Woodlands Center For Special Surgery
Hand Surgeon & Orthopaedic & Sports Medicine Specialists located in The Woodlands and Willis, TX
It’s easy to ignore the early signs of carpal tunnel syndrome because they’re mild and develop slowly. However, it’s important to get early treatment to prevent the condition from progressing to the point where you’ll need surgery. Dr. Mark Ciaglia, DO, and Dr. William J. Jordan, MD, at the Woodlands Center for Special Surgery in The Woodlands and Willis, Texas, have the expertise and diagnostic equipment on-site to identify the problem and provide customized treatment. To schedule an appointment, call the office or book an appointment online today.
Carpal Tunnel Syndrome Q & A
What causes carpal tunnel syndrome?
A nerve called the median nerve runs down each arm, then goes through your wrists and into your hands. The nerve, as well as nine tendons, pass through your wrist using a narrow channel called the carpal tunnel.
You have carpal tunnel syndrome when the nerve is compressed inside the channel. The space in the carpal tunnel can narrow and pinch the nerve for many reasons, such as:
Tendons in the tunnel become inflamed when you repeatedly perform the same hand and finger movements.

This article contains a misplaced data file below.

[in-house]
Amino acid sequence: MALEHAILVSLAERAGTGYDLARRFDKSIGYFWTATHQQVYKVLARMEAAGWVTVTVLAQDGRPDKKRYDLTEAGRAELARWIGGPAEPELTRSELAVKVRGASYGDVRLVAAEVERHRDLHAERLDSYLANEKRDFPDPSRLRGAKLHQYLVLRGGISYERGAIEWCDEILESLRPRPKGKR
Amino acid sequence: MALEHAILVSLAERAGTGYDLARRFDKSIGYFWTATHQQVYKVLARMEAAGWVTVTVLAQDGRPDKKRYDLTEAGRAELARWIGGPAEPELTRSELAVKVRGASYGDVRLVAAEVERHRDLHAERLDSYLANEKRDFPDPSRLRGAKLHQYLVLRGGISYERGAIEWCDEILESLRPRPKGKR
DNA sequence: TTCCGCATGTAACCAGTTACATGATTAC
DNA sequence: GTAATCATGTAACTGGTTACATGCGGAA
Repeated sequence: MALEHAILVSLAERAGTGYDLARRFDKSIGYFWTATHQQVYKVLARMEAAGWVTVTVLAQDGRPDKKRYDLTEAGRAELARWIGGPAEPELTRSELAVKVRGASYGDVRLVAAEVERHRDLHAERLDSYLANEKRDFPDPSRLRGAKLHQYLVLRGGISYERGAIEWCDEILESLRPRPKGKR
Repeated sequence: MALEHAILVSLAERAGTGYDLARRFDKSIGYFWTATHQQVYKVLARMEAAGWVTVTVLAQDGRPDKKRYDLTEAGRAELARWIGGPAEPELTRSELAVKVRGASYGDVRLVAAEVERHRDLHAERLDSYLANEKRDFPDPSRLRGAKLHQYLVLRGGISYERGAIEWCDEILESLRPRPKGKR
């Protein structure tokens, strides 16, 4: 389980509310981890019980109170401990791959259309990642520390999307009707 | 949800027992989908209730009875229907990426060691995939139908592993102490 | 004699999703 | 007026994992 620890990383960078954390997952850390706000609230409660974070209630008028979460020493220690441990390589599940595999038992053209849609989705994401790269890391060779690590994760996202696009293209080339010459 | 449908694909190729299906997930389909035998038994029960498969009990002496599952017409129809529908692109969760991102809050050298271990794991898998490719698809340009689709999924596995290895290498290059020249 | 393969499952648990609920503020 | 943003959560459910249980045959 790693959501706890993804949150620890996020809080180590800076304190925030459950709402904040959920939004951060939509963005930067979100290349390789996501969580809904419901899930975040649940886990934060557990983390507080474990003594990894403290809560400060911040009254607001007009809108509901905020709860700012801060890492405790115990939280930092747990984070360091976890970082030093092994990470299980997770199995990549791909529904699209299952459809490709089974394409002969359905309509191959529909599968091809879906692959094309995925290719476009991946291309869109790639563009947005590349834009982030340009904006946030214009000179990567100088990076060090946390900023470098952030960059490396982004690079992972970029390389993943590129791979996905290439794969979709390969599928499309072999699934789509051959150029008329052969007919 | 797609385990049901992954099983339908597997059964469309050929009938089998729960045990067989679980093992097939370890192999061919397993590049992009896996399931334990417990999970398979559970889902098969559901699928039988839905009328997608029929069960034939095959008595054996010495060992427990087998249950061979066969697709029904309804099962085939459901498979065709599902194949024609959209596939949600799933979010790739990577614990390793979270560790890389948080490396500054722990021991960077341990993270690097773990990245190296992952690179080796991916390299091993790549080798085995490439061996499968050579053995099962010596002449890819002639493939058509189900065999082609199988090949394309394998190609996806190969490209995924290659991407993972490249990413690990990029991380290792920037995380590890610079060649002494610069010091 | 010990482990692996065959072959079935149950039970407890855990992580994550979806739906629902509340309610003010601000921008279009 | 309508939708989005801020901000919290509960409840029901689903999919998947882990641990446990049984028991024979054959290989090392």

Hand and Wrist Position
When you extend or flex your wrist, pressure increases on the nerve. Frequently engaging in activities that bend your wrist leads to carpal tunnel syndrome.
Any injury to your wrist may cause inflammation in the carpal tunnel. A wrist fracture could directly damage the nerve.
Arthritis causes inflammation that can narrow the carpal tunnel and pinch your nerve. Diabetes may also increase your risk of developing carpal tunnel syndrome.
Hormonal changes caused by thyroid disorders or that occur during menopause and pregnancy contribute to carpal tunnel syndrome.
What symptoms will I develop due to carpal tunnel syndrome?
Carpal tunnel syndrome develops gradually, so your symptoms are mild at first. When you begin to notice the problem, you may experience:
- Wrist pain
- Weakness in your hand
- Dropping things due to weakness or numbness
- Tingling that radiates from your wrist to your fingers
Tingling or numbness most often affects the thumb, index, and middle fingers. Your fingers may also feel like they’re swollen even though they’re not.
How is carpal tunnel syndrome treated?
Early treatment for carpal tunnel syndrome may include one or more of the following:
- Immobilizing the wrist with a splint or brace
- Modifying your activities
- Taking nonsteroidal anti-inflammatory drugs to relieve pain and inflammation
- Receiving steroid injections to significantly reduce inflammation
- Practicing nerve gliding exercises
If conservative measures don’t help, you may need surgery to improve your symptoms. Dr. Ciaglia specializes in wrist surgery and has successfully helped many patients find relief with carpal tunnel release surgery.
Don’t wait for your symptoms to worsen; call the Woodlands Center for Special Surgery today or book an appointment online to get expert treatment for carpal tunnel syndrome.
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